Promises I Made My Mother

Front Cover
Ballantine Books, 2009 - Biography & Autobiography - 236 pages
What would my mother say? How would she want me to handle this situation? How can I make this tough decision and stay true to myself?

What would my mother say?

Sam Haskell still asks himself these questions every day.

When Haskell was young, his devoted mother, Mary, instilled in her son the values of character, faith, and honor by setting an example and asking him to promise to live his life according to her lessons. He did, and those promises have served Haskell consistently from his Mississippi boyhood to his long career at the venerable William Morris Agency in Beverly Hills.

In this inspiring memoir full of touching stories and amusing anecdotes, Haskell reveals how he kept his pledge to his mother to live a decent life–even in the shark-infested waters of Hollywood, where he handled the hottest stars and packaged the highest-rated shows–by refusing to become the cliché of an amoral agent. Here is Haskell as a child in Amory, Mississippi (pop. 7,000), discovering the power of hope as he waits for an unlikely visit from the “Cheer Man” (a representative of the detergent company who gave ten dollars to anyone using the brand), learning humility after pursuing an eighth-grade “Good Citizenship” award he cockily assumed he’d win, confronting the complications of human character when a near-fatal car crash exposed his judgmental father’s true nature.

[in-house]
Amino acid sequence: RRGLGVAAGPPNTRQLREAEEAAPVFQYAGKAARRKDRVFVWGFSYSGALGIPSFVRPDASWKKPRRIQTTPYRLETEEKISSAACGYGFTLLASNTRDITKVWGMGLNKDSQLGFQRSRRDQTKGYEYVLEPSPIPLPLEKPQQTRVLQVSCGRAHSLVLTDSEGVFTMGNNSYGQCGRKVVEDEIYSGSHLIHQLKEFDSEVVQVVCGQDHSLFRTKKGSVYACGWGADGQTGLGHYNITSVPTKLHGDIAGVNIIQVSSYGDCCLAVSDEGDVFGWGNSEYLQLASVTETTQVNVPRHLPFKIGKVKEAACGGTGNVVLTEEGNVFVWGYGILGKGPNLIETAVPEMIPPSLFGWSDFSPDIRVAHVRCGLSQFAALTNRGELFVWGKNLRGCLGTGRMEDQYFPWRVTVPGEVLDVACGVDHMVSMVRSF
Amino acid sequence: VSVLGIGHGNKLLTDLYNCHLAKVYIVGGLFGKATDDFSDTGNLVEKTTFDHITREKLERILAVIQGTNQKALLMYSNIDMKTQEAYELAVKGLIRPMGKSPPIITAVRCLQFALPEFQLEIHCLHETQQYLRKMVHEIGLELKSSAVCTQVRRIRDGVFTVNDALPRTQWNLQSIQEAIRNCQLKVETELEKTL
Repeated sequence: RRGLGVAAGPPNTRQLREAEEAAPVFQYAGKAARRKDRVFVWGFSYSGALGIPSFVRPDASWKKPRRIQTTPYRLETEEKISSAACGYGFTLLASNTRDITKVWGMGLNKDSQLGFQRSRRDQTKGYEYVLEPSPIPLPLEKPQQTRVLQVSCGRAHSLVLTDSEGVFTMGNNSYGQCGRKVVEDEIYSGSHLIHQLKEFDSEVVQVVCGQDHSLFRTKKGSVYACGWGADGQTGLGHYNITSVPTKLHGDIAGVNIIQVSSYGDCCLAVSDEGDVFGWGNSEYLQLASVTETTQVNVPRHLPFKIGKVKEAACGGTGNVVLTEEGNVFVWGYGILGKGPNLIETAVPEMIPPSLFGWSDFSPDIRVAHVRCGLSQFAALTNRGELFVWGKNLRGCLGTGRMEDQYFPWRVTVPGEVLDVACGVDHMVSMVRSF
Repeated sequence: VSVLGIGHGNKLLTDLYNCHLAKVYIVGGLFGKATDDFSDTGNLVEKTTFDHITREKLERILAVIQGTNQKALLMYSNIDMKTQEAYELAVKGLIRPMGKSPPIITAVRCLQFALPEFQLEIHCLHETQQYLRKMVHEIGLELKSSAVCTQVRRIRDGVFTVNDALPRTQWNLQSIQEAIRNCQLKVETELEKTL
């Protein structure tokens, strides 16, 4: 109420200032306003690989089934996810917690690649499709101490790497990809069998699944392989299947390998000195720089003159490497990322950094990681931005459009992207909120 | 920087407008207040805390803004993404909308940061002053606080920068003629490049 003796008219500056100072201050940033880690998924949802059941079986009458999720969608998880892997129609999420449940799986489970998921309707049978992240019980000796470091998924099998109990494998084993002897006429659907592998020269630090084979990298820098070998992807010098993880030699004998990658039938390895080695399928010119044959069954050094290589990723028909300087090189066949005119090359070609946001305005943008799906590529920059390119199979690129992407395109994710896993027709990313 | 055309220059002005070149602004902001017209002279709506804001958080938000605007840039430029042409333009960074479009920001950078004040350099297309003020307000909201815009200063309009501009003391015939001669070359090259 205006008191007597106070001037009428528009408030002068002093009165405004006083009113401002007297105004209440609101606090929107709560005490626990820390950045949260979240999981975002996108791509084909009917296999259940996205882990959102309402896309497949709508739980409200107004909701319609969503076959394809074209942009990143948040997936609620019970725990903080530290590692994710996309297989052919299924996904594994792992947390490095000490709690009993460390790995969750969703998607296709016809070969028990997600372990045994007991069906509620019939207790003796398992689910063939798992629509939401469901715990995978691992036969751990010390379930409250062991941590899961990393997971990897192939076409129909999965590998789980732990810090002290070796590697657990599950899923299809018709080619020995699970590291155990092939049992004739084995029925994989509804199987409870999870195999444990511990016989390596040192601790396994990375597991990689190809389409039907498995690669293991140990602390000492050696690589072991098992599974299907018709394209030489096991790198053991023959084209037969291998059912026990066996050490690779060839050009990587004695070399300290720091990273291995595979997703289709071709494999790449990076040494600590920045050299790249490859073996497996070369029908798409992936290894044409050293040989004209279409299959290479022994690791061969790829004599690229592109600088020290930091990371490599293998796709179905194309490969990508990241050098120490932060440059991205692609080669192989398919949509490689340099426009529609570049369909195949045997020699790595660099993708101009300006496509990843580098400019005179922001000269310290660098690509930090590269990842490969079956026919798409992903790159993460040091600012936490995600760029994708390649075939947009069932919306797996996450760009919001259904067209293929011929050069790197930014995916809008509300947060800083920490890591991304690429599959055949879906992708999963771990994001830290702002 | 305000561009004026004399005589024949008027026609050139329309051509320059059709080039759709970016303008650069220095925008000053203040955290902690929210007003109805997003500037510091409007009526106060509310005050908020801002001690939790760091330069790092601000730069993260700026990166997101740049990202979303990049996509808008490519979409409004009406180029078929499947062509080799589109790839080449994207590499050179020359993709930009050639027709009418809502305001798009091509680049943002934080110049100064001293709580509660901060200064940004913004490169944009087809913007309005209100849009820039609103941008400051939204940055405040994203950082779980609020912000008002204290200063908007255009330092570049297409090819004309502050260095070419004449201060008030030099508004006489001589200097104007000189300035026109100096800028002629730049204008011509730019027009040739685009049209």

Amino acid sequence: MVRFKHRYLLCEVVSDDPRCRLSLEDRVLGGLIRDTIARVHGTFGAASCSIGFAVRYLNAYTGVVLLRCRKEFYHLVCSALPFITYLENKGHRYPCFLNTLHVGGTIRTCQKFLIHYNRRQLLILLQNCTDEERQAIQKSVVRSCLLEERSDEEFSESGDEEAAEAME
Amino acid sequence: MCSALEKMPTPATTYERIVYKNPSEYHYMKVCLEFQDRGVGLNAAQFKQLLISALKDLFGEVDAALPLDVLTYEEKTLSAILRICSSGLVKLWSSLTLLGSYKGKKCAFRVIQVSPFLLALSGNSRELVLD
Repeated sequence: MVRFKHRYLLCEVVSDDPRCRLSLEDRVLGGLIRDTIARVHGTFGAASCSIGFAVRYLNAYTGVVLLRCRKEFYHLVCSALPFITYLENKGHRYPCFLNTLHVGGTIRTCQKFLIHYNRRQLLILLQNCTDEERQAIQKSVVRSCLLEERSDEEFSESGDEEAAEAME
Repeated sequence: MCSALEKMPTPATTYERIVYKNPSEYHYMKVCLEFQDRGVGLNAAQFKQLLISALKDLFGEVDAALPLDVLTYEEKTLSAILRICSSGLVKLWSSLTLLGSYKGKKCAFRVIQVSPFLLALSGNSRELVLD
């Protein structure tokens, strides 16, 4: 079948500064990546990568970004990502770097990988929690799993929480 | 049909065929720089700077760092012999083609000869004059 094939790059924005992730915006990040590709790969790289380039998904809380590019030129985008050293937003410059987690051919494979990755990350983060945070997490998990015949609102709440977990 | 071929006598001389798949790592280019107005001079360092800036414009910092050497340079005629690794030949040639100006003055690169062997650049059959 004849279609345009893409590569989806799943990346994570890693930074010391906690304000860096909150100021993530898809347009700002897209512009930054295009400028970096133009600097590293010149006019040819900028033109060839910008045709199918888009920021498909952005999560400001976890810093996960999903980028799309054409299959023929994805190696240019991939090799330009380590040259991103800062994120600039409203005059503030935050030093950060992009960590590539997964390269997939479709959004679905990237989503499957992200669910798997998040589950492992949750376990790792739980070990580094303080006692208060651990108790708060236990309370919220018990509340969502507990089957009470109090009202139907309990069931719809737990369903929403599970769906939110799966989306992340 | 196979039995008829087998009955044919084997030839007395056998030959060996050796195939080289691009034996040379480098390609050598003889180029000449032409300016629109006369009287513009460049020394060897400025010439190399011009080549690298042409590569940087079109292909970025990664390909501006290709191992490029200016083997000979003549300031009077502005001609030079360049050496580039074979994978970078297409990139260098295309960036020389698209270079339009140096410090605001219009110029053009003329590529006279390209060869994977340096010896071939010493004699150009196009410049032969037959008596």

Years later, in Hollywood, Haskell would rely on his mother’s teachings–honesty, self-reliance, and belief in God–as he swiftly rose from the William Morris mailroom to eventually become the company’s Worldwide Head of Television. His capacity for friendship and his insistence on living his version of the Golden Rule (being “thoughtfully political”) allowed him to handle various client crises and the tense negotiations that nearly scuttled the last years of Everybody Loves Raymond and the entire existence of The Fresh Prince of Bel-Air.

Haskell has achieved success through self-respect, and from his story we learn how we, too, can maintain our dignity when faced with life’s challenges. This stirring memoir is a testament to mothers everywhere who instill in their sons the lasting values they need to become good men and devoted fathers.

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User Review  - GAYLEGREY - LibraryThing

Hollywood agent with flamboyant life, really loved and admired his Mom and learned many life lessons from her. Fluffy but good. Read full review

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About the author (2009)

Sam Haskell moved from Mississippi to Los Angeles in 1978 to work at the William Morris Agency. He became an agent in 1980, senior vice president by 1990, executive vice president by 1995, and Worldwide Head of Television by 1999. After a twenty-six-year career, he retired in 2004 to pursue philanthropic endeavors. In 2007 he was named one of the 25 Most Innovative and Influential People in Television over the last quarter century by TV Week. He lives in Los Angeles with his wife, Mary Donnelly Haskell (his college sweetheart and a former Miss Mississippi), and their two children, Sam IV and Mary Lane.

David Rensin has written or co-written thirteen books, five of them New York Times bestsellers. His most recent titles are All for a Few Perfect Waves: The Audacious Life and Legend of Rebel Surfer Miki Dora and The Mailroom: Hollywood History from the Bottom Up.

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